Despite continuing economic turbulence, research shows that the popularity, and prevalence, of cosmetic surgery is increasing unabated. The investment in self-improvement would appear to be considered a valid expense even when money is short. The Botox and cosmetic-surgery industries in particular are booming in spite of the recession. Expensive and exclusive products and treatments are, if anything, even more desirable.
In 2011 women accounted for 90% of all cosmetic procedures. The most popular ones were breast augmentation, up 6.2% from 2010, followed by blepharoplasty (eyelid surgery), which increased by 4.8% to become the second-biggest procedure for women; in third place were face- and neck-lifts, with 4700 procedures.
Analysts estimate that the global beauty industry is growing at 7% a year, more than twice the rate of the developed world’s Gross Domestic Product. While beauty companies strive to out-innovate each other, it is interesting to note that their investment in marketing far outstrips investment in research and new product development.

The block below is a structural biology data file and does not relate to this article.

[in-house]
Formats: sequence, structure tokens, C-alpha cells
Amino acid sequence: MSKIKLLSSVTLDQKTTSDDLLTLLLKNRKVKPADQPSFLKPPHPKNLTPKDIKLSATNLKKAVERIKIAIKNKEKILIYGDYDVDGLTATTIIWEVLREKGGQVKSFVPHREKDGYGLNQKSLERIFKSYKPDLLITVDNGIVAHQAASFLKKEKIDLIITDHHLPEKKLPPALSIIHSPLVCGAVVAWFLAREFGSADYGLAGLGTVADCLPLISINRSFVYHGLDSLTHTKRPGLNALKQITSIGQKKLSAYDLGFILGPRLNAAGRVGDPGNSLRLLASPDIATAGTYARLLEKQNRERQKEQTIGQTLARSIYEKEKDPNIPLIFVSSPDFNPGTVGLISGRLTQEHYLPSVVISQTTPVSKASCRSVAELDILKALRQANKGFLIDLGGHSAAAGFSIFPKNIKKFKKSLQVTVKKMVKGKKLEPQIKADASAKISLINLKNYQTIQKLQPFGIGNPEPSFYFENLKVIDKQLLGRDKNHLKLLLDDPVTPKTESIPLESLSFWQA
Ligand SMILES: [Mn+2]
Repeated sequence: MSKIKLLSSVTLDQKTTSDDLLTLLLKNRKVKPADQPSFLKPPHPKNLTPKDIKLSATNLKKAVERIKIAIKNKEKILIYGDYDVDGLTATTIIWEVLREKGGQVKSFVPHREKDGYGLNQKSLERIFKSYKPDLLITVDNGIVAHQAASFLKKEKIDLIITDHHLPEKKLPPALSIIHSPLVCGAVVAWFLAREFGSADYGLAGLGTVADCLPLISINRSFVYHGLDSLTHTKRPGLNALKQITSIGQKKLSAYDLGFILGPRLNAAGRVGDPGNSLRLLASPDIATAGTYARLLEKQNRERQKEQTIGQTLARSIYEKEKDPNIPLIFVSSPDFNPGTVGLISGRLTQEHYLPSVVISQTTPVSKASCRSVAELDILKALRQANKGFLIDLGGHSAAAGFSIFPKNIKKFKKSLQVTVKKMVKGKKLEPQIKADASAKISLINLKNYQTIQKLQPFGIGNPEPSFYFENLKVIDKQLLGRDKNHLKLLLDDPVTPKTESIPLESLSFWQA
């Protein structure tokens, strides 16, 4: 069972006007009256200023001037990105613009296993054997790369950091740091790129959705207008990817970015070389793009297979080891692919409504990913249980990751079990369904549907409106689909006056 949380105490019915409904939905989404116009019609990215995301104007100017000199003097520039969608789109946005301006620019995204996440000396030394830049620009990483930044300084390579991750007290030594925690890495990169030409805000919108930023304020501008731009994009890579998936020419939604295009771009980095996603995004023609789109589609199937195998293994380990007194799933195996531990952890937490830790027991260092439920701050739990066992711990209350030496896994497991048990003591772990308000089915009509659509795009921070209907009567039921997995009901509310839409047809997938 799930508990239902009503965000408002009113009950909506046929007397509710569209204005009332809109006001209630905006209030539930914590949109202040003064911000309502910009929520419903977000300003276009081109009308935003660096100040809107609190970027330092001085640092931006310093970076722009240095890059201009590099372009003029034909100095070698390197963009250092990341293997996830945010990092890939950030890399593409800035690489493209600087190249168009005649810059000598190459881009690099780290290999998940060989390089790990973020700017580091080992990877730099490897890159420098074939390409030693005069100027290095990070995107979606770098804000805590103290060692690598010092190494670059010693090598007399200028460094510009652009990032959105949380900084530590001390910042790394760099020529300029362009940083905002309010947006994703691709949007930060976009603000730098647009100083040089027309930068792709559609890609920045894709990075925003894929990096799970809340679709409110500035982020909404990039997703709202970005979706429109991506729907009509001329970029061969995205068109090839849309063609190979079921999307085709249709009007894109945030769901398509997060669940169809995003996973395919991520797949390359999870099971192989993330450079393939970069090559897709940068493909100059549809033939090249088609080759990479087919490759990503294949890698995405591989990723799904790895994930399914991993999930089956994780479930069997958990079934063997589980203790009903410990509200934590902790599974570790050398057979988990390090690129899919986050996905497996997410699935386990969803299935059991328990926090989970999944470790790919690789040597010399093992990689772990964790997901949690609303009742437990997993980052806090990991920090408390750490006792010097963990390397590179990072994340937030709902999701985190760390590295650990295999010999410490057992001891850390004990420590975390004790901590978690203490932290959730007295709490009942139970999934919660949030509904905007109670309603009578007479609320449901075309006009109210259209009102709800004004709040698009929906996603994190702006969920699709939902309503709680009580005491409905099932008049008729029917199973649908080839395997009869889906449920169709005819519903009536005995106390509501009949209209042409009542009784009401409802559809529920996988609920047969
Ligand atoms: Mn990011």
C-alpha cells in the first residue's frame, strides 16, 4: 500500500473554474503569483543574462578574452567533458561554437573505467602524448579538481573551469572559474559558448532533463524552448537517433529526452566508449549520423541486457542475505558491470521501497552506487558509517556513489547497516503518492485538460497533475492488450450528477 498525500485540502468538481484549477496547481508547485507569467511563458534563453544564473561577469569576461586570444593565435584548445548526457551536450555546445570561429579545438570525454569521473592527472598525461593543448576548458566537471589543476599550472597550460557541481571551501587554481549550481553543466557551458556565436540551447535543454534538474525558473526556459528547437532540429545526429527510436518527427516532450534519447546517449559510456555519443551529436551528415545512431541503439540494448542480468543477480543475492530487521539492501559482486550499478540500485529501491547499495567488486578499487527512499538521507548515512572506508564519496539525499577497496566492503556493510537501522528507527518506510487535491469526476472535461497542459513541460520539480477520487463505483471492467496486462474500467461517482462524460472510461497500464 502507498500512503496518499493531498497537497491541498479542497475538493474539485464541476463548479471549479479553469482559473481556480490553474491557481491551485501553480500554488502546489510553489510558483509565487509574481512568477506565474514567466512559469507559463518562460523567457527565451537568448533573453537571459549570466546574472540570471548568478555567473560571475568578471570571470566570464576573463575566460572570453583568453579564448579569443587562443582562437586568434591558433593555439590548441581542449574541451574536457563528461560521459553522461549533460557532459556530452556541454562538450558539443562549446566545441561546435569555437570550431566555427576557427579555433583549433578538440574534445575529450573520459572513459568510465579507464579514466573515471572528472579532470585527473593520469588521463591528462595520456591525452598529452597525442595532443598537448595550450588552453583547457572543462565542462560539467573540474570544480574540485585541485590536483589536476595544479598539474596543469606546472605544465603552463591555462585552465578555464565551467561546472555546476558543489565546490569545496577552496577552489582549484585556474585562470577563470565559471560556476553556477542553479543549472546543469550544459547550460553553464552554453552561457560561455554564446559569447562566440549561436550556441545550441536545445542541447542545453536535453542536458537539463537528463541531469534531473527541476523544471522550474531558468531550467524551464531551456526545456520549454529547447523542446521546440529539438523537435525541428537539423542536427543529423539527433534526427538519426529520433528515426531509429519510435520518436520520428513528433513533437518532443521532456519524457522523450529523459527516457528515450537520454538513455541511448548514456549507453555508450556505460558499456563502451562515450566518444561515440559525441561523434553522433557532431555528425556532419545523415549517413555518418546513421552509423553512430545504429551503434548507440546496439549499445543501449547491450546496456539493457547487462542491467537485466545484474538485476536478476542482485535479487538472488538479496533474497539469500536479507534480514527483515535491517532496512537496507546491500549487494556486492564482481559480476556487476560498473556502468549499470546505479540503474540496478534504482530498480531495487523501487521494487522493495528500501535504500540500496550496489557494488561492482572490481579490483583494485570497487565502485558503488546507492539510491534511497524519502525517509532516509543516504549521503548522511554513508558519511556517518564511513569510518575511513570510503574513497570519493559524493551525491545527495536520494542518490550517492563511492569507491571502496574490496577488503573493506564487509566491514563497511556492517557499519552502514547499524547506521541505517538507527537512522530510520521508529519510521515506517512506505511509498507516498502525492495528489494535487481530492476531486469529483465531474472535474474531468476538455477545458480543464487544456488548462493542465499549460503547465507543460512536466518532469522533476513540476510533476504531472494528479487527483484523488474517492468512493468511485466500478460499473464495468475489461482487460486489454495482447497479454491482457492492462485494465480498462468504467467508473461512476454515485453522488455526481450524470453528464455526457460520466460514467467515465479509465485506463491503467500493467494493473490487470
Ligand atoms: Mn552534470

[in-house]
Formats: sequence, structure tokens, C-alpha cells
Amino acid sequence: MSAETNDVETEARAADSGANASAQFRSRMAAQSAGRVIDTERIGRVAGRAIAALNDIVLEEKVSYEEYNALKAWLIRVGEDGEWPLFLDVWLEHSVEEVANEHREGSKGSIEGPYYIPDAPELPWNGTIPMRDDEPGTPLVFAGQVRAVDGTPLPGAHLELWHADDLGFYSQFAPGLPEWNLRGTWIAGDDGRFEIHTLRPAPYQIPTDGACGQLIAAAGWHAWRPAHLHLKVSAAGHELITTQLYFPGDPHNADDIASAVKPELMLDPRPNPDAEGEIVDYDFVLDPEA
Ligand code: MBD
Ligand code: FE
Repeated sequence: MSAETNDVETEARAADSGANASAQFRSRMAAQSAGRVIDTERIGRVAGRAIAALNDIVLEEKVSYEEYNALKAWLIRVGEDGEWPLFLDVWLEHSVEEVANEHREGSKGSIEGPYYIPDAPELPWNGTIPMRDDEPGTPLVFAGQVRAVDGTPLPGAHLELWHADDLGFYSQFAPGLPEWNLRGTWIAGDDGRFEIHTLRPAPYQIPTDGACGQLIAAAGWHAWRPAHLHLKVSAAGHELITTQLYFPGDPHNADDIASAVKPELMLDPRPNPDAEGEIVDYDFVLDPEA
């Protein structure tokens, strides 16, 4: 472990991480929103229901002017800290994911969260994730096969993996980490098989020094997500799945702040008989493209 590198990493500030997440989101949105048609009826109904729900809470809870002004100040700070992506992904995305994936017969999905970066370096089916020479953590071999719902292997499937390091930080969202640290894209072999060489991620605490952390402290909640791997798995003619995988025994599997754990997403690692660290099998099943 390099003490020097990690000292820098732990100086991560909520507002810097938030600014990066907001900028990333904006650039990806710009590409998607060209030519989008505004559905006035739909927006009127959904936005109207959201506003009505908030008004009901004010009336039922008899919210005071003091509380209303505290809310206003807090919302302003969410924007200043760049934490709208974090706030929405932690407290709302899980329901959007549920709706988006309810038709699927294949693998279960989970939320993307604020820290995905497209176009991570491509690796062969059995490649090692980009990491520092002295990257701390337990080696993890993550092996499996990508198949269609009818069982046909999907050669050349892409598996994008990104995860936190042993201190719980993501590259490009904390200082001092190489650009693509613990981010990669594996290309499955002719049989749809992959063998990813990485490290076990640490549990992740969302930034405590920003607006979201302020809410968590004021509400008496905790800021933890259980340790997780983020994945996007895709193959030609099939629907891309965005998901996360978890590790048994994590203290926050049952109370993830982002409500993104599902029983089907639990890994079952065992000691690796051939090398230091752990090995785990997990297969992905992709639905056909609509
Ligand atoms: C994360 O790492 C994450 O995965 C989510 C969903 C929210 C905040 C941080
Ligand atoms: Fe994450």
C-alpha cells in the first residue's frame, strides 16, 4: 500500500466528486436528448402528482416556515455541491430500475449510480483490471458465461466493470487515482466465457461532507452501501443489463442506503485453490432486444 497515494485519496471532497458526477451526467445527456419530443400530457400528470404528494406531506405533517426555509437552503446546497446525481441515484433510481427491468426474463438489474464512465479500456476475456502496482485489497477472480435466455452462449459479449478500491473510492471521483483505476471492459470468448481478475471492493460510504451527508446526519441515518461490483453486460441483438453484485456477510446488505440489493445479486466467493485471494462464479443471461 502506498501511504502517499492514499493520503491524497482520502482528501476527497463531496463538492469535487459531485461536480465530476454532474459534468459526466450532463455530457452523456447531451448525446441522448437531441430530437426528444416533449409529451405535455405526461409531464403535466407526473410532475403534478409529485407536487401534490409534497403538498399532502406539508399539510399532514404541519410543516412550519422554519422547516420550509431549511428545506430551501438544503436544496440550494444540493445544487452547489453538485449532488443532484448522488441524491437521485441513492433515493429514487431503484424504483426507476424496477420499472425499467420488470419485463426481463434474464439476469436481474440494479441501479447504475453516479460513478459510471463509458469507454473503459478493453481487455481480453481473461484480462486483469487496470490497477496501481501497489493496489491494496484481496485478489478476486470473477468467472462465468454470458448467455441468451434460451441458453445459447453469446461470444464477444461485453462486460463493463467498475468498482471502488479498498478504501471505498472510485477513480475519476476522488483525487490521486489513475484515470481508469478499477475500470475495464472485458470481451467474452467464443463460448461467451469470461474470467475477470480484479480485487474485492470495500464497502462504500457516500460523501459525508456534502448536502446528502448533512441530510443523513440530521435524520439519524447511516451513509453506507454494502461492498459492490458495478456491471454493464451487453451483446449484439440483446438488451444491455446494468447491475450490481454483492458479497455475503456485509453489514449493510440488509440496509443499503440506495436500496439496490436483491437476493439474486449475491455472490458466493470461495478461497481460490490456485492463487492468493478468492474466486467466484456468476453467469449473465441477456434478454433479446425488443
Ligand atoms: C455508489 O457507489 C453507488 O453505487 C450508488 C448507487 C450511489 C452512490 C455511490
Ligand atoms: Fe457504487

The beauty industry is also obliged to keep up with the growing expectations of what is known as the ‘Alpha-Maintenance Women’. Alpha-maintenance women are looking for efficient brands, and cosmetic procedures, which help them achieve results as close to perfection as it is possible to be. Consequently the cosmetic-surgery industry shows no signs of slowing down.
Research shows that almost 20% of adults, who would have or have had cosmetic surgery, cite the reason as making themselves look younger. Adults aged 45-54 are most likely to want surgery for this reason. Women are more likely than men to be unhappy with the way they look.
There has also been a sharp rise in the proportion of teens who would consider cosmetic surgery. Young people are more self-conscious about their appearance and 63% of 16- to 24-year-olds would have surgery to feel better about how they look. Cosmetic procedures, facial treatments, liposuction and breast implants in particular have entered the mainstream.